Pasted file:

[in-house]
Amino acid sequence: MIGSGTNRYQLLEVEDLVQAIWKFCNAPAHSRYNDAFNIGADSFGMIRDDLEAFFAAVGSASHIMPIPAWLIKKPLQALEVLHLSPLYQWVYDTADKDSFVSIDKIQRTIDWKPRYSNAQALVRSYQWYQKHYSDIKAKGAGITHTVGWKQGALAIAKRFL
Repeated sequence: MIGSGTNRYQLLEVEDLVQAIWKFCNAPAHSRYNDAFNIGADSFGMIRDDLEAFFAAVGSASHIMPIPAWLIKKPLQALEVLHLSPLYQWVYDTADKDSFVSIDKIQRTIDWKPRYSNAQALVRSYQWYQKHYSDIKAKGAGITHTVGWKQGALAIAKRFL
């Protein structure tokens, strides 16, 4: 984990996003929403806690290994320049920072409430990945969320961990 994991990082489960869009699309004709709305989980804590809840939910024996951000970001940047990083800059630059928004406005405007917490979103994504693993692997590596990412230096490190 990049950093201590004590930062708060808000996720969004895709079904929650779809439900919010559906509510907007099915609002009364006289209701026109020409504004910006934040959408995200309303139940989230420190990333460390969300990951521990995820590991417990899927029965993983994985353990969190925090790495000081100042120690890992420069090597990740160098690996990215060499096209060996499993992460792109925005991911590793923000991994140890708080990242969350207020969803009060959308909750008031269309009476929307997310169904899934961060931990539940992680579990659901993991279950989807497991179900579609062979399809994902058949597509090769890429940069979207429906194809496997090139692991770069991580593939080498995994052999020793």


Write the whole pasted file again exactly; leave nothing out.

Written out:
[in-house]
Amino acid sequence: MIGSGTNRYQLLEVEDLVQAIWKFCNAPAHSRYNDAFNIGADSFGMIRDDLEAFFAAVGSASHIMPIPAWLIKKPLQALEVLHLSPLYQWVYDTADKDSFVSIDKIQRTIDWKPRYSNAQALVRSYQWYQKHYSDIKAKGAGITHTVGWKQGALAIAKRFL
Repeated sequence: MIGSGTNRYQLLEVEDLVQAIWKFCNAPAHSRYNDAFNIGADSFGMIRDDLEAFFAAVGSASHIMPIPAWLIKKPLQALEVLHLSPLYQWVYDTADKDSFVSIDKIQRTIDWKPRYSNAQALVRSYQWYQKHYSDIKAKGAGITHTVGWKQGALAIAKRFL
């Protein structure tokens, strides 16, 4: 984990996003929403806690290994320049920072409430990945969320961990 994991990082489960869009699309004709709305989980804590809840939910024996951000970001940047990083800059630059928004406005405007917490979103994504693993692997590596990412230096490190 990049950093201590004590930062708060808000996720969004895709079904929650779809439900919010559906509510907007099915609002009364006289209701026109020409504004910006934040959408995200309303139940989230420190990333460390969300990951521990995820590991417990899927029965993983994985353990969190925090790495000081100042120690890992420069090597990740160098690996990215060499096209060996499993992460792109925005991911590793923000991994140890708080990242969350207020969803009060959308909750008031269309009476929307997310169904899934961060931990539940992680579990659901993991279950989807497991179900579609062979399809994902058949597509090769890429940069979207429906194809496997090139692991770069991580593939080498995994052999020793």